Garage Rock / Punk has had some pretty big moments in music’s frontlines. From new bands spearheading resurgence in the last decade to the 90s and casting back to the bottomless pit of the 60’s. I’ve been fixated since living overseas for a few years in 2006 where I got a baptism of fire in New York. I would say nearly all the records I bought and relished were garage rock. It was new and exhilarating to me, after listening to a lot of albums some material started to feel like mimicry of what had come before, and ultimately a genre I had become enamoured with felt stale at times. Sure, there are truly great innovators but I’m not going to tire you with a list, suffice it to say there’s been nothing quite like Obnox.
Obnox’s recordings are thrilling and challenge its predecessors. It is clear beginnings in 90s garage punk still play a vital part in what Lamont ‘Bim’ Thomas does, along with a penchant for all things underground. I mean the Tommy Jay cover on this record gives a nod to one of thee great outsider albums made in Ohio – and anywhere else for that matter. Previously working in several other garage and punk outfits such as Bassholes, Unholy Two, Puffy Areolas and This Moment In Black History, Thomas has only gathered momentum for his most raucous material yet. Obnox’s gritty experimentation of introspective punk rock and soul began to emerge in his hometown of Cleveland, Ohio around 2011. Thomas has had some pretty great labels behind him already 12XU, Negative Guestlist and Permanent have all supported his releases with this new record finding a new home at Ever/Never. There’s a real sense that Thomas’ surroundings informs his writing; musicians, the streets, the community, people around him - in searching of synergy in amongst all of it. The havoc brought forward in Obnox’s material feels like ideas being brought into focus by chaos. Sound is collaged and layered slammed against blown out guitars, pummelling rhythms and melody driven vocals forever driven to breaking point. ‘Freaky’ hits with the full whack of how intense this record can get as it seems as though the song only just comes short of frying the equipment it was recorded on.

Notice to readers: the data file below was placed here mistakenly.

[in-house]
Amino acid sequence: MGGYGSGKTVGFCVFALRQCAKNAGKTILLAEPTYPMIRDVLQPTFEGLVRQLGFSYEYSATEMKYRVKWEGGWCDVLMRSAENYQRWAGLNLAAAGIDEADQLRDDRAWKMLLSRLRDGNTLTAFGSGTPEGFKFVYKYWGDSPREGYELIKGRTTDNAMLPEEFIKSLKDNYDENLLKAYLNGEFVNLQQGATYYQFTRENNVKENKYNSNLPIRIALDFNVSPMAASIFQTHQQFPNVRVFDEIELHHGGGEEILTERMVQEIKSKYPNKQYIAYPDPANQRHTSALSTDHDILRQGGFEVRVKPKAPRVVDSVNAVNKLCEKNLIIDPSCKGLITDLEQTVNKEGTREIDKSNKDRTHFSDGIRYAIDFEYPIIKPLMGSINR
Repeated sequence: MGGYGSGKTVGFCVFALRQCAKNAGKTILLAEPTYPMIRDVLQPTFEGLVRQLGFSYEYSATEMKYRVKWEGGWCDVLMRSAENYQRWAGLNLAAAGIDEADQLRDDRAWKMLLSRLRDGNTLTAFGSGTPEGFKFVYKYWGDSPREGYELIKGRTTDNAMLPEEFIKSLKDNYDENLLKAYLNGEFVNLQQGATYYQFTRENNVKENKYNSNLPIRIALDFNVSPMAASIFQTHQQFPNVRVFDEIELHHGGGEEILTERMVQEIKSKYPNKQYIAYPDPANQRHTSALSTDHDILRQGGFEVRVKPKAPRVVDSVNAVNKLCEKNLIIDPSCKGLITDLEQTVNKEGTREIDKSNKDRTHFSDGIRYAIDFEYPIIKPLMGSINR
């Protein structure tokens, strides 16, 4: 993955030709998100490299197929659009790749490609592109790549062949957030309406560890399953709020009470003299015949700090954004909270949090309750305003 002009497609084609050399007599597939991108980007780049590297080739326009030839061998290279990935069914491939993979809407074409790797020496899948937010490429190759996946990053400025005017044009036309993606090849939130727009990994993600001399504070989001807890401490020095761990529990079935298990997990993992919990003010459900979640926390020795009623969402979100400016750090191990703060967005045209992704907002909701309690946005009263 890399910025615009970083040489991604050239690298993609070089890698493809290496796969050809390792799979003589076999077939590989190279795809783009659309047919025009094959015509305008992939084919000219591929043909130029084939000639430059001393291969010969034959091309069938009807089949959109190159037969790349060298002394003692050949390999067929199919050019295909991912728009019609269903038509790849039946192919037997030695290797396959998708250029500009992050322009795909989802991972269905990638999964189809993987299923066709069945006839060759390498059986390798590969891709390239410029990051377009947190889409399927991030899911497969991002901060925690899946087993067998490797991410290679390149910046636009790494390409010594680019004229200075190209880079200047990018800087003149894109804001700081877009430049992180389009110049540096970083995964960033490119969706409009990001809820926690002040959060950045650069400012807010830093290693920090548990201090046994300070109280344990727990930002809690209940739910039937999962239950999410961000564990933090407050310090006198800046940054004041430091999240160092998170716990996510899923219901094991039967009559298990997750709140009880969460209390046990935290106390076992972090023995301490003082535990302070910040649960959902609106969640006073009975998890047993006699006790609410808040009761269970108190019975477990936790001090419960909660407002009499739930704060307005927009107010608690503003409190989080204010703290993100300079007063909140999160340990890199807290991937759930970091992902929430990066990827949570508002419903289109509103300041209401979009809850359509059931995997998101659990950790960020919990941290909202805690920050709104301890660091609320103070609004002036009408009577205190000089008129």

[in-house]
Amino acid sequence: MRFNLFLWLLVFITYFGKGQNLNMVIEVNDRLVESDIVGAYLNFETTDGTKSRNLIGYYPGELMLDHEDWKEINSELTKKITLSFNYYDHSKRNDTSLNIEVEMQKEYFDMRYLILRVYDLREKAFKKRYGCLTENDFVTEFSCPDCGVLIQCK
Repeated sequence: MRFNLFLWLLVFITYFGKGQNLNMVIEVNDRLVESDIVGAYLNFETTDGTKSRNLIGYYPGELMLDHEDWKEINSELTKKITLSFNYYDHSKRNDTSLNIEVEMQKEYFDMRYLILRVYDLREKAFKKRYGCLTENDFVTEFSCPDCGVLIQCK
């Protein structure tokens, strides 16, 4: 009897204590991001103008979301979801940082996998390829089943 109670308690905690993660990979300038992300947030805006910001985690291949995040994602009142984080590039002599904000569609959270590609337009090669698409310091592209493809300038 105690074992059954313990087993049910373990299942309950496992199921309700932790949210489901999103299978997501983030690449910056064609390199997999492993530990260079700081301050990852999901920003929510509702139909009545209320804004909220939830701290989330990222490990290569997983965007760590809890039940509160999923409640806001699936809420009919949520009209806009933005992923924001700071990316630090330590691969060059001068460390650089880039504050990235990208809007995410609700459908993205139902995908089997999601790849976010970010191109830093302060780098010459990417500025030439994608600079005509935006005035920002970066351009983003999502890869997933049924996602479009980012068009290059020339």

The tempestuous nature of the song writing on ‘KnowAmerica’ is undeniable and it still stands from the last time I said it, Obnox’s approach is unbelievably refreshing. For the first time there’s a chance to see him perform all this too at the end of the month at Café Oto you can buy tickets here, not to be missed!